Would Top 40 play these if they were released today?
As we noted in our original list of 11 surprising radio hits of the 1970s, when rock music was still being embraced by Top 40 radio, it was commonplace for multiple genres to be programmed and for listeners to hear songs from Chicago, the Carpenters, Stevie Wonder and Steely Dan all in a row on the AM dial.
It was also a decade where songs with surprising topics became huge hits that would not likely receive airplay today. In other cases, there were novelty records, instrumentals and more that, when we look back, are pretty astonishing that they became hits.
This list of another 11 (okay, 12, actually) surprising 1970s radio hits ranges from “A” (Paul Anka) to “Z” (Warren Zevon) will leave you shaking your head, wondering “What were radio programmers thinking?”
11) “One Toke Over the Line” by Brewer & Shipley
The folk-rock duo were essentially one-hit wonders with this 1971 song that overtly encourages the smoking of marijuana cigarettes. The song reached a, ahem, high of #10 on the pop charts. Then-vice president Spiro Agnew is quoted as saying the song “threatens to sap our national strength.” (We couldn’t make that up if we tried.) Bonus points: A cover version somehow made it onto The Lawrence Welk Show.
10) “My Ding-A-Ling” by Chuck Berry
The novelty song was already 20 years old when Berry made it one of the unlikeliest signature songs of his remarkable career. The song is filled with double entendres as Berry innocently describes “a cute little toy” that his grandmother had given him. Later on, though, the narrator tells of being in school when “Every time that bell would ring, They’d catch me playing with my ding a ling a ling.” Bonus points: In a career filled with numerous all-time great classic rock songs like “Maybellene,” “Rock and Roll Music” “Sweet Little Sixteen” and so many others, “My Ding-A-Ling” was the only #1 pop hit of Berry’s career.
9) “Chuck E.’s in Love” by Rickie Lee Jones and “Sultans of Swing” by Dire Straits
What do these two songs have to do with each other? The two very different acts were both “broken” by Warner Bros. Records within months of each other when their debut albums were released in 1978-79. She was a 24-year-old American singer-songwriter who scored an unlikely hit with this beatnik-style song in 1979.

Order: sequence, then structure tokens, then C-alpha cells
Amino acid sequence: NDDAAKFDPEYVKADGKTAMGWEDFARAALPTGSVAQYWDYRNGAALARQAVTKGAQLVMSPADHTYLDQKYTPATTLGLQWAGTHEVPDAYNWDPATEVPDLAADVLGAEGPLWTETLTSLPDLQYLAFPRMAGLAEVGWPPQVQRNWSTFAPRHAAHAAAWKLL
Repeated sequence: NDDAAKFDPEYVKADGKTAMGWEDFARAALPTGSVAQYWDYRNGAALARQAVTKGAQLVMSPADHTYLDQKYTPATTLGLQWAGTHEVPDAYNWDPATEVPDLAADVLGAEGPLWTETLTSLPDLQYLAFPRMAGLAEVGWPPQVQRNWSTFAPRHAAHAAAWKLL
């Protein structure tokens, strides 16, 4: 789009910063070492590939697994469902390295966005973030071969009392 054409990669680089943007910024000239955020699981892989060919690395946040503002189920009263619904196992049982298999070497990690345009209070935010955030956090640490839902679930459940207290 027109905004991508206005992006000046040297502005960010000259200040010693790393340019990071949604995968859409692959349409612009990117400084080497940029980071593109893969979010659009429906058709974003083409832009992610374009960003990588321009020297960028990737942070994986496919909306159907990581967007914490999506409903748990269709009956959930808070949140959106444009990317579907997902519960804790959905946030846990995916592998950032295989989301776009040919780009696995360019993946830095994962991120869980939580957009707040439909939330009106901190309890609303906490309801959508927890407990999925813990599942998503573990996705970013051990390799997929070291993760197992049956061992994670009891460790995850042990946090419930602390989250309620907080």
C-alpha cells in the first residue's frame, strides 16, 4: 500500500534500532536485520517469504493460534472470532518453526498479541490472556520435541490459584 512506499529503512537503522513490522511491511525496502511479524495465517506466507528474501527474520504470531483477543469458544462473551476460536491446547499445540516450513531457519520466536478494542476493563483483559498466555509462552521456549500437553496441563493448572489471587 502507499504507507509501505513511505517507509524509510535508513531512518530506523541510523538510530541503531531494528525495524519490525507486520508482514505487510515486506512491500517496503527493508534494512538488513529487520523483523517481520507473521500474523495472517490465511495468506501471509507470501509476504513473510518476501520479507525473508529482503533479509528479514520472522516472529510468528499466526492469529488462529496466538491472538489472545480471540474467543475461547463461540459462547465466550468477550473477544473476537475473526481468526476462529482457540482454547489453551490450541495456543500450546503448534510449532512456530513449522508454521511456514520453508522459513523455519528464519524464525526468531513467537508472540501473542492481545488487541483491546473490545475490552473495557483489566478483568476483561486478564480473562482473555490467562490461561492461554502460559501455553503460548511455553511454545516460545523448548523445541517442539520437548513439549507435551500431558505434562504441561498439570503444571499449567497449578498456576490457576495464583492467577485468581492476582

They were a British band led by then-29-year-old Mark Knopfler. Neither song – although both were great – is what you would call a traditional pop hit. Bonus points: Both songs reached #4 on the chart; each album sold several million copies.
8) “Indian Reservation” by Paul Revere & the Raiders
The American band were almost a house band on the mid-’60s TV music-variety series Where The Action Is and Happening and enjoyed a bunch of hits like “Kicks” and “Good Thing.” Their lead singer, Mark Lindsay, was a popular face on such teen magazines as Tiger Beat. The group released their version of this 1959 song in 1971 and it became their only #1 hit. Bonus points: Their leader’s real name was Paul Revere Dick.
7) “Brand New Key” by Melanie
There have been plenty of one-named artists with #1 pop hits: Madonna, Prince, Cher. Well, add Melanie to that list. In late 1971, she enjoyed her biggest hit with this song which was ultimately ranked #9 for all of 1972. So when Melanie Safka proposed that the girl with her skates, a boy with a key required to attach said skates to her shoes “get together and try them out, to see,” was it something more? No matter to Top 40 programmers; they simply like Melanie’s melody. Bonus points: When she performed at the 1969 Woodstock Festival, the singer-songwriter was just 22.